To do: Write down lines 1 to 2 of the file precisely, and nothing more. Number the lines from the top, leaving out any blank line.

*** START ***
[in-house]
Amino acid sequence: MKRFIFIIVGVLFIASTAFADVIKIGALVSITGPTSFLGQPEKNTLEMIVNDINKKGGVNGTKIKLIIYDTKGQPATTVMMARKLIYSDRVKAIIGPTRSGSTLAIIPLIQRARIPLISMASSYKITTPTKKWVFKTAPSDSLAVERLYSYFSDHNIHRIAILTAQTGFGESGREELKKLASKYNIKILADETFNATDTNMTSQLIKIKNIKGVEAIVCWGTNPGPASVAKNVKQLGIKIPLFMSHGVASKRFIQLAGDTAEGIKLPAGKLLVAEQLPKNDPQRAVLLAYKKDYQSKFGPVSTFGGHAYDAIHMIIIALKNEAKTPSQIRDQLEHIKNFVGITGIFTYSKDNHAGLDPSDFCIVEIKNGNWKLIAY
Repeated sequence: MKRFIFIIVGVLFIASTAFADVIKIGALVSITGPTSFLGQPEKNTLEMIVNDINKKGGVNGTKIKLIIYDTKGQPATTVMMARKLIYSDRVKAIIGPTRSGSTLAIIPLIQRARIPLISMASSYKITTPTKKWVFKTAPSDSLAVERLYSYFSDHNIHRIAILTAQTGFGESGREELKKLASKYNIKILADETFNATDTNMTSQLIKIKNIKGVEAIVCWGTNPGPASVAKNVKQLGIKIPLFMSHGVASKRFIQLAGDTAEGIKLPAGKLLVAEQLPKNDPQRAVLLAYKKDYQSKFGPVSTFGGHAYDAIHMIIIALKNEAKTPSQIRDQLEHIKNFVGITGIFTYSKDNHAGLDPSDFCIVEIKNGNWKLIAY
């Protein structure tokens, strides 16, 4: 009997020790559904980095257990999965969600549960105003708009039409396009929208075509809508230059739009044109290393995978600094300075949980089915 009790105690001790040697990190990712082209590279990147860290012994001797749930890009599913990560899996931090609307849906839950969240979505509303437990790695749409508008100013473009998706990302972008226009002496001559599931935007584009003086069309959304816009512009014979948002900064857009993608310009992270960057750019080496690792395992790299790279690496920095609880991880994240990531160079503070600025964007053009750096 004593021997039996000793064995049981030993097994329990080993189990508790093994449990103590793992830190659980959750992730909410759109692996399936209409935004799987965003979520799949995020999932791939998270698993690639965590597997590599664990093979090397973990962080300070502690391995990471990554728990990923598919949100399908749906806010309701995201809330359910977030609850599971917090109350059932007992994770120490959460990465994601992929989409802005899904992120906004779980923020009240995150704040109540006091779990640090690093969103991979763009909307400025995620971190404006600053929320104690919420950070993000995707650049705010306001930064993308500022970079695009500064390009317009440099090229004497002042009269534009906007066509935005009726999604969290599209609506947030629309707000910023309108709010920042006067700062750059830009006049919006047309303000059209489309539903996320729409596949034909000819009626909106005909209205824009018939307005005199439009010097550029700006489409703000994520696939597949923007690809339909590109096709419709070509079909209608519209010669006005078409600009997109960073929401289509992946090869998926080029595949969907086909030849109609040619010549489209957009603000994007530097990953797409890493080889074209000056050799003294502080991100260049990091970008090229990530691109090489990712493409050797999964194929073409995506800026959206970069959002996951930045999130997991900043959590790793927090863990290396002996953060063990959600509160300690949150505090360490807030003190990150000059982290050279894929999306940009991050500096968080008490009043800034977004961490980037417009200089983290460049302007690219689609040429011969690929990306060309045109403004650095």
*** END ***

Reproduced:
[in-house]
Amino acid sequence: MKRFIFIIVGVLFIASTAFADVIKIGALVSITGPTSFLGQPEKNTLEMIVNDINKKGGVNGTKIKLIIYDTKGQPATTVMMARKLIYSDRVKAIIGPTRSGSTLAIIPLIQRARIPLISMASSYKITTPTKKWVFKTAPSDSLAVERLYSYFSDHNIHRIAILTAQTGFGESGREELKKLASKYNIKILADETFNATDTNMTSQLIKIKNIKGVEAIVCWGTNPGPASVAKNVKQLGIKIPLFMSHGVASKRFIQLAGDTAEGIKLPAGKLLVAEQLPKNDPQRAVLLAYKKDYQSKFGPVSTFGGHAYDAIHMIIIALKNEAKTPSQIRDQLEHIKNFVGITGIFTYSKDNHAGLDPSDFCIVEIKNGNWKLIAY